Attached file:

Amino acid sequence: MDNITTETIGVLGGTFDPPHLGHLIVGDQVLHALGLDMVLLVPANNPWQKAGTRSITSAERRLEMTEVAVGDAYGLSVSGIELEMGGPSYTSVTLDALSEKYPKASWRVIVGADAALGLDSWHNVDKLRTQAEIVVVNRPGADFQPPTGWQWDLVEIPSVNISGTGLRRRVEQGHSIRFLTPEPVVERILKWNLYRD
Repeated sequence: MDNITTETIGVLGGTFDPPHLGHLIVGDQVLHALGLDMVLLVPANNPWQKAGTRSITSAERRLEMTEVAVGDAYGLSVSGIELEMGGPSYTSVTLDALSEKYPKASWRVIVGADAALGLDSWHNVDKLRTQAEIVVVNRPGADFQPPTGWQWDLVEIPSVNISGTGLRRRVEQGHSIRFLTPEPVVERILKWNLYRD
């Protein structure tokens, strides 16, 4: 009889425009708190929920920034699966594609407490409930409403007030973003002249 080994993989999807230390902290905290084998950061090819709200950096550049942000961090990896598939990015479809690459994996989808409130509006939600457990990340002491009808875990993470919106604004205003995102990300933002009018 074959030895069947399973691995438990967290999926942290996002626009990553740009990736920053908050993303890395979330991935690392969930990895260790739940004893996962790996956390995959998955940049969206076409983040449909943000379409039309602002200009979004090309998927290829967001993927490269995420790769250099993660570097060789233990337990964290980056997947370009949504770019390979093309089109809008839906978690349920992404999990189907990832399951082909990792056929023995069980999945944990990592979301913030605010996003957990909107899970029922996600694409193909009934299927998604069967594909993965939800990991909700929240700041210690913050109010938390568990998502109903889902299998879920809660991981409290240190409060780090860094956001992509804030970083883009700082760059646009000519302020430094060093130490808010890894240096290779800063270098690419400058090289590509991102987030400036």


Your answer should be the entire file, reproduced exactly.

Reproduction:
Amino acid sequence: MDNITTETIGVLGGTFDPPHLGHLIVGDQVLHALGLDMVLLVPANNPWQKAGTRSITSAERRLEMTEVAVGDAYGLSVSGIELEMGGPSYTSVTLDALSEKYPKASWRVIVGADAALGLDSWHNVDKLRTQAEIVVVNRPGADFQPPTGWQWDLVEIPSVNISGTGLRRRVEQGHSIRFLTPEPVVERILKWNLYRD
Repeated sequence: MDNITTETIGVLGGTFDPPHLGHLIVGDQVLHALGLDMVLLVPANNPWQKAGTRSITSAERRLEMTEVAVGDAYGLSVSGIELEMGGPSYTSVTLDALSEKYPKASWRVIVGADAALGLDSWHNVDKLRTQAEIVVVNRPGADFQPPTGWQWDLVEIPSVNISGTGLRRRVEQGHSIRFLTPEPVVERILKWNLYRD
């Protein structure tokens, strides 16, 4: 009889425009708190929920920034699966594609407490409930409403007030973003002249 080994993989999807230390902290905290084998950061090819709200950096550049942000961090990896598939990015479809690459994996989808409130509006939600457990990340002491009808875990993470919106604004205003995102990300933002009018 074959030895069947399973691995438990967290999926942290996002626009990553740009990736920053908050993303890395979330991935690392969930990895260790739940004893996962790996956390995959998955940049969206076409983040449909943000379409039309602002200009979004090309998927290829967001993927490269995420790769250099993660570097060789233990337990964290980056997947370009949504770019390979093309089109809008839906978690349920992404999990189907990832399951082909990792056929023995069980999945944990990592979301913030605010996003957990909107899970029922996600694409193909009934299927998604069967594909993965939800990991909700929240700041210690913050109010938390568990998502109903889902299998879920809660991981409290240190409060780090860094956001992509804030970083883009700082760059646009000519302020430094060093130490808010890894240096290779800063270098690419400058090289590509991102987030400036």